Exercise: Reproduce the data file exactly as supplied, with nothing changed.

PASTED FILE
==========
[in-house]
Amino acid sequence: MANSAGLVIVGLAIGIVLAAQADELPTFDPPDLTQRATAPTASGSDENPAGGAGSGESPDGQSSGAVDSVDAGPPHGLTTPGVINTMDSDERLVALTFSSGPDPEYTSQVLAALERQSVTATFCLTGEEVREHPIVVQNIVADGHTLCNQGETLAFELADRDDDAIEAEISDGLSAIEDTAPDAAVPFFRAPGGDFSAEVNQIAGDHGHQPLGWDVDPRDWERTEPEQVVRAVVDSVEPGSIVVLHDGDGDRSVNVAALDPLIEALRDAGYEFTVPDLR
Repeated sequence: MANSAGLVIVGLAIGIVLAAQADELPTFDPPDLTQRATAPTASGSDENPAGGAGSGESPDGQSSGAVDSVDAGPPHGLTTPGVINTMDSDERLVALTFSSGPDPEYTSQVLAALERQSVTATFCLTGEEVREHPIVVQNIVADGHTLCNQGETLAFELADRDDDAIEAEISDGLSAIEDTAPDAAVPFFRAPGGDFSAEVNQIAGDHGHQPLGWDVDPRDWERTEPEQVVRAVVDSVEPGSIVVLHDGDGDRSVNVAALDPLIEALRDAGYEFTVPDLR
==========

[in-house]
Amino acid sequence: MANSAGLVIVGLAIGIVLAAQADELPTFDPPDLTQRATAPTASGSDENPAGGAGSGESPDGQSSGAVDSVDAGPPHGLTTPGVINTMDSDERLVALTFSSGPDPEYTSQVLAALERQSVTATFCLTGEEVREHPIVVQNIVADGHTLCNQGETLAFELADRDDDAIEAEISDGLSAIEDTAPDAAVPFFRAPGGDFSAEVNQIAGDHGHQPLGWDVDPRDWERTEPEQVVRAVVDSVEPGSIVVLHDGDGDRSVNVAALDPLIEALRDAGYEFTVPDLR
Repeated sequence: MANSAGLVIVGLAIGIVLAAQADELPTFDPPDLTQRATAPTASGSDENPAGGAGSGESPDGQSSGAVDSVDAGPPHGLTTPGVINTMDSDERLVALTFSSGPDPEYTSQVLAALERQSVTATFCLTGEEVREHPIVVQNIVADGHTLCNQGETLAFELADRDDDAIEAEISDGLSAIEDTAPDAAVPFFRAPGGDFSAEVNQIAGDHGHQPLGWDVDPRDWERTEPEQVVRAVVDSVEPGSIVVLHDGDGDRSVNVAALDPLIEALRDAGYEFTVPDLR